340,000 Parramatta Saints
|Bishop Anthony at Theology on Tap. Photograph coutesy of Patrick Lee.|
By Peter Gresser
Although said with good humour, Most Rev Anthony Fisher OP wasn't joking when he told a pub full of young people last night that he wanted the Catholic Diocese of Parramatta to produce 340,000 Saints.
“We are all a work in progress – but from the moment we came to faith, we are called to be Saints,” Bishop Anthony said during his address to Theology on Tap (TOT) at its September gathering at PJ Gallagher's Irish Pub, Parramatta.
“My goal is for Parramatta to have 340,000 Saints – because that’s how many Catholics we have in Parramatta. Resolve tonight to keep company with the Saints, by praying to them, emulating them, but above all, by becoming one of them.”
More than 200 turned out to hear Bishop Anthony in his first TOT appearance since his installation as Bishop of Parramatta in March. The event, which TOT billed as a ‘Welcome Party’ for Bishop Anthony, also coincided with Bishop Anthony’s seventh anniversary of becoming a bishop.
While his address was titled ‘My Story’, Bishop Anthony’s preferred focus was to inspire the shared story of all those present – the story of a life that explores the mysteries of God, creation and ourselves.
Bishop Anthony said that the story of all Catholics starts with their conversion at baptism.
“Baptism conversion is for one purpose only: to make us and our fellows Saints,” Bishop Anthony.
“The question for anyone who understands what it is to be a Christian is not whether I’m going to be a Saint, but rather, ‘What kind of Saint am I going to be?’.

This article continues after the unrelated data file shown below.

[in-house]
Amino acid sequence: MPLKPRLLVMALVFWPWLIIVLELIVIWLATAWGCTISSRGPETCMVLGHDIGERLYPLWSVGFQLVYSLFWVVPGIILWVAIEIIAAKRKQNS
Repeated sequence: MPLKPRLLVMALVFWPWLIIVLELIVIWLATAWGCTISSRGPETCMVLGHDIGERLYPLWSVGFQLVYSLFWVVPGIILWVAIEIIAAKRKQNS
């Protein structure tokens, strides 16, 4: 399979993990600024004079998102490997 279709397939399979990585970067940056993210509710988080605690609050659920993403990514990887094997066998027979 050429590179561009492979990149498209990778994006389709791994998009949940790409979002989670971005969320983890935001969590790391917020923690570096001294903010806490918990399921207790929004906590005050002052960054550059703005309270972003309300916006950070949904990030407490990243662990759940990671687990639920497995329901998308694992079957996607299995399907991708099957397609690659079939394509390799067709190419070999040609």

“God makes Saints. The Church identifies a few of them for our imitation…but it is our job to actually be them.
“In the month ahead, when the first ‘Aussie girl’ is Canonised a Saint, we’ll all have the biggest incentive since our baptism, because we’ll see in front of our eyes, that one of us did it.”
A life full of faith, hope and love
While Bishop Anthony confessed that his own conversion story wasn’t one he often told, he was open in sharing the turning points in his life that led to his vocational journey, particularly during his days at university and his later career in law.
|Photograph courtesy of Patrick Lee.|
Bishop Anthony said his conversion was not as sudden as Paul on the Road to Damascus, nor did it take a lifetime, as was St Augustine’s experience. Rather, his conversion occurred as commonly and as simply as most: with a baptism at his local church when three weeks old.
“By a stroke of that divine pen of what we call amazing grace, I was a Christian, a Saint, full of faith and hope and love,” Bishop Anthony said. “But don’t imagine that that was the end of my conversion: from that point forward, the battle for my soul was on…the world, the flesh and the devil were determined to reclaim me. There were forces at play that could have taken me down a much worse path than the one I took.
“But at the same time, the grace of baptism, of God-given faith were also at work in me.
“Each of us has a lifetime in which to make of himself or herself an icon of Christ…or else, of something less worthy. Life is no rehearsal: we have just one life. The ‘restarts’ at baptism, for most of us…extend into eternity. There are pressures in various directions about what we do with that life, and we need divine grace if we are to make progress.”
Bishop Anthony said that everyone present at the TOT gathering shared the same conversion story.
“All Christians are converts – no one is born Catholic. Our baptismal conversion continues through life, despite indifference, backsliding, sin, ignoring God…the gradual process of santifcation through word and sacrament,” Bishop Anthony said.
“Don’t ever imagine that you, or someone you know, is beyond making the u-turn back to God – the God for whom we were made.
“Every day can be a conversion day for us, which is why we examine our conscience as resolve to be better.”
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